Attention all writers huddled in garrets, knee-deep in crumpled paper and empty mugs! Okay, today you’re more likely to be hunched over a keyboard, with lower back pain, a furrowed brow, incipient psychosis and about 133 different drafts of your Work In Progress on a computer. Either way, you need to look up from the page. The world has changed. Thought perfecting your prose would bring publishers running and readers reading? Thought it was all about writing your best novel? Whatever gave you that idea? Writing isn’t about writing any more. It’s about self promotion, marketing, pre-release hype, playing the social media game, building a readership before you’ve even typed The End, blogging, tweeting, webbing, glugging, plugging and (if you’re me) shrugging. It’s about building a brand.
This isn’t just one publisher’s advertising department gone mad. It’s the world. It has changed. Technology has brought us incredible opportunities with ebooks and physical books printed on demand; Electrik Inc is proof of that. It has also created a whole new set of shackles. For writers, that means although you can now share your work with the world, you also cannot just sit at home, write a book, get it published and turn up to book signings. You must engage your reader in every technological way possible. A lot more of your time will be spent away from the garret – sorry, keyboard – while you twit, blog, email, visit schools (okay, that could be fun) promote pre-launch ‘buzz’, whatever that is, and find new links you hope will grow your fanbase.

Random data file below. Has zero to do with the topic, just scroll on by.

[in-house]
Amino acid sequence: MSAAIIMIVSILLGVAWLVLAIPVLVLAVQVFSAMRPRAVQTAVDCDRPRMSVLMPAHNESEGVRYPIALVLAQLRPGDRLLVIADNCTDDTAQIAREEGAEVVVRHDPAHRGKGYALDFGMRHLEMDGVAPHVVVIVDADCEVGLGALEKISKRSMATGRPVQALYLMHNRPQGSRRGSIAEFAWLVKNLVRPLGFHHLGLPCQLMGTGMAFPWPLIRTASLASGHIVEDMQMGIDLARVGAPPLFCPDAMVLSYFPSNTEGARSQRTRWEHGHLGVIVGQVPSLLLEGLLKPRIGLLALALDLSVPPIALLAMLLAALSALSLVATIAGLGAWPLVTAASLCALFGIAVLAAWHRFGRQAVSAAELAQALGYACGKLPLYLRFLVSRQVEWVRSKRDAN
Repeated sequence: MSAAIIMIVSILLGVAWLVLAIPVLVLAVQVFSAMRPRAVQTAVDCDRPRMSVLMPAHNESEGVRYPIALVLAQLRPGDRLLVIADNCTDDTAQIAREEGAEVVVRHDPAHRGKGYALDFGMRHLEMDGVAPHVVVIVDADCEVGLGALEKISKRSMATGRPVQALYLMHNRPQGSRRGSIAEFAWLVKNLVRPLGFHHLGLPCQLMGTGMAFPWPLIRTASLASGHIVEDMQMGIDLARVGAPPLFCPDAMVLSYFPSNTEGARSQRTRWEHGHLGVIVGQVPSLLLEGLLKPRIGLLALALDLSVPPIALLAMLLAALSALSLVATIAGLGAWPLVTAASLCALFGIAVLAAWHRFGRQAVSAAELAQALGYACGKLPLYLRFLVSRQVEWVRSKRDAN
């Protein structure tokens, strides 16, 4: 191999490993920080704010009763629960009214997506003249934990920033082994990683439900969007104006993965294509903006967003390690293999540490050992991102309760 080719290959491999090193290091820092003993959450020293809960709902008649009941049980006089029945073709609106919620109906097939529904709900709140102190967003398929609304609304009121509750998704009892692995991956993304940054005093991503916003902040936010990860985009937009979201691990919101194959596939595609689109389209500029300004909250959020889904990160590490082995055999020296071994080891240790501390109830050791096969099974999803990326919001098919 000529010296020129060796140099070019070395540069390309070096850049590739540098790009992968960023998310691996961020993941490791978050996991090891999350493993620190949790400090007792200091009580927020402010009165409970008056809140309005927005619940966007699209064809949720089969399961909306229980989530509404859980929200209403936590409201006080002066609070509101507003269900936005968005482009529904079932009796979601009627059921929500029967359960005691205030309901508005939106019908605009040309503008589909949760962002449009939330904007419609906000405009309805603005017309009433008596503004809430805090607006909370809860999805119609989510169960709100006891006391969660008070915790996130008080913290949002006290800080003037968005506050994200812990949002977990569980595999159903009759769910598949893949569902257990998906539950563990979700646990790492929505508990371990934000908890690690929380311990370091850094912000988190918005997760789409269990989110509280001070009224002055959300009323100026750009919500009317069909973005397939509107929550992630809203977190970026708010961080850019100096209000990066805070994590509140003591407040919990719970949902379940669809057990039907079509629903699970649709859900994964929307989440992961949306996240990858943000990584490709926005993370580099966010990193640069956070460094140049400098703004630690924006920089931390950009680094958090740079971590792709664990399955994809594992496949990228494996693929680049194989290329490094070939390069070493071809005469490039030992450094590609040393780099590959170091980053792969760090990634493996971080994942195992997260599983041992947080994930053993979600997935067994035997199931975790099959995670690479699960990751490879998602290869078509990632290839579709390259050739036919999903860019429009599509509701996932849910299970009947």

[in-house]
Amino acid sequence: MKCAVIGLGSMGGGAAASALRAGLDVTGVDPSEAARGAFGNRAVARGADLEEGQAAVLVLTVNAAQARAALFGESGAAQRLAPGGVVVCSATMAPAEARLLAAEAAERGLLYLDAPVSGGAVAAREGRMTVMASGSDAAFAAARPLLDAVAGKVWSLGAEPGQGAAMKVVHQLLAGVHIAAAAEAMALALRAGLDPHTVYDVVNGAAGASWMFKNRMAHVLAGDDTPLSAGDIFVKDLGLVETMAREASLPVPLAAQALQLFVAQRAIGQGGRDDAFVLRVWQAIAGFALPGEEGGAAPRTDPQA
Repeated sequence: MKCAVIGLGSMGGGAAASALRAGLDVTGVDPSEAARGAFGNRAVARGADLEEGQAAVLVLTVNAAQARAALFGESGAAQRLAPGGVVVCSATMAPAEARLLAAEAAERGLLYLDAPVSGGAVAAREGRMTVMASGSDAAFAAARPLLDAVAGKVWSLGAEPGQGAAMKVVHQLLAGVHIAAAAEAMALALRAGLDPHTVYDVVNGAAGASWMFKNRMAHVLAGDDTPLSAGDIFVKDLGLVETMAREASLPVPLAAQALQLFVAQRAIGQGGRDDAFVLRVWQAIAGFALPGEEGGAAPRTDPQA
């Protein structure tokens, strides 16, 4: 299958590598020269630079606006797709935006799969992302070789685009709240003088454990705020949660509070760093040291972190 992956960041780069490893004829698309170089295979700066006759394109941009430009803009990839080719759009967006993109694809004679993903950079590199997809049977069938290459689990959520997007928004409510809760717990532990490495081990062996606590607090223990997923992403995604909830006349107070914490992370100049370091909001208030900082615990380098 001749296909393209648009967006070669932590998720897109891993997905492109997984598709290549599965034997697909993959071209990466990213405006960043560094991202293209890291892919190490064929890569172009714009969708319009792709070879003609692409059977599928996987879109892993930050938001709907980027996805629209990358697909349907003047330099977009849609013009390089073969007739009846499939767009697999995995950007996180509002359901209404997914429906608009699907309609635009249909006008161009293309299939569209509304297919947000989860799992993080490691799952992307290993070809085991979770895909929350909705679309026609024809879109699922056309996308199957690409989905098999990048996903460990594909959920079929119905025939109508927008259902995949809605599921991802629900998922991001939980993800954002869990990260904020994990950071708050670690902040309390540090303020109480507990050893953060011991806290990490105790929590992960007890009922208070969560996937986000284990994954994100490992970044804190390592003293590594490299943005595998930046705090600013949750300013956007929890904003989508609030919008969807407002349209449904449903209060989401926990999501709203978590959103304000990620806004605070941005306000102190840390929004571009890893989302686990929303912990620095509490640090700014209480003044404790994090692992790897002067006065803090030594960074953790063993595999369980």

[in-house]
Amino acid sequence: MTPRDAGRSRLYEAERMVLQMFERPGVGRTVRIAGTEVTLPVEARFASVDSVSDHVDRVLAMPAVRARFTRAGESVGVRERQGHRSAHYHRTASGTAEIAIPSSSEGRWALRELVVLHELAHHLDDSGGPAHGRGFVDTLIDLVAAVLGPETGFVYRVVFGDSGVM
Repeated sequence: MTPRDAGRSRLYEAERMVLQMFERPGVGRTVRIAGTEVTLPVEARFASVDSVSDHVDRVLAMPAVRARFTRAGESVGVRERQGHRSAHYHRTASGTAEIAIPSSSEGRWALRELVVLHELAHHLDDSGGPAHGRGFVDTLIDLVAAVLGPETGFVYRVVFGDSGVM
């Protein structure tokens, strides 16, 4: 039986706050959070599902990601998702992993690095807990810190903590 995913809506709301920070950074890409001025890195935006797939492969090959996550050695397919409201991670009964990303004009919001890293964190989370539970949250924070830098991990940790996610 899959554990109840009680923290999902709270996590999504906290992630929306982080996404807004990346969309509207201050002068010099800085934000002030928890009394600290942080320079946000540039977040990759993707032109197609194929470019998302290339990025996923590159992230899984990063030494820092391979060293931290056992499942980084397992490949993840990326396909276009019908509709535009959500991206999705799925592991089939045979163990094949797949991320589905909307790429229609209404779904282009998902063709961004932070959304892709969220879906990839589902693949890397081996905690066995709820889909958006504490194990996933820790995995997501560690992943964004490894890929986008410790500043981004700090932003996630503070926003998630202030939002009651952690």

Otis Chandler, CEO of Goodreads.com says twitting and Facebooking aren’t nearly as good for promoting books as word of mouth. (Yes! One point to tradition!) He also warns video chats between authors and their readers will become increasingly important.
Video chats? You mean, like, my face? On a screen? Along with my Uh-oh-she’s-off-on-one-again Scottish accent? Are you kidding me? I’ll look like a cornered Bobcat.
But, like so many endangered species, the writer-who-just-wants-to-write, must adapt or be swallowed by history unheard – and unread. In the interests of journalistic integrity, I checked up on my analogy with Bobcats. On one site they’re described as cantankerous, solitary, secretive, and adaptable. Oh dear. Sounds like someone I know.
And guess what? Like you, I’m going to have to stop howling into the wind and sit down and work out how to twit and buzz and self promote. Yes, I’d rather stick my head in a mincer. And no, there won’t be any wee video chats winging across the ether any time soon. But, as a writer, I’m going to have to adapt to the changes transforming the eworld. Because the eworld is not going to adapt to me.
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